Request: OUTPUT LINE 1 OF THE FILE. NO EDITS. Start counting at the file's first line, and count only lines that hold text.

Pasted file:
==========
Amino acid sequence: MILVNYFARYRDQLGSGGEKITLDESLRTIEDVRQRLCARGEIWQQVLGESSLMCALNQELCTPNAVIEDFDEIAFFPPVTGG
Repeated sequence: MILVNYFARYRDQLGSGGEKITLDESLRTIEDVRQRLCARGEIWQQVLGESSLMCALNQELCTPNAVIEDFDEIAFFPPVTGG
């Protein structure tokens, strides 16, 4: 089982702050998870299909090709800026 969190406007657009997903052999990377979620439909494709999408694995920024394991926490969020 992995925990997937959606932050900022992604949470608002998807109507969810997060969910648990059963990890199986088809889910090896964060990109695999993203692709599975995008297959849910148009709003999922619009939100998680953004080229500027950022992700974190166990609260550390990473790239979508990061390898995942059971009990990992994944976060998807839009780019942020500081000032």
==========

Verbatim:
Amino acid sequence: MILVNYFARYRDQLGSGGEKITLDESLRTIEDVRQRLCARGEIWQQVLGESSLMCALNQELCTPNAVIEDFDEIAFFPPVTGG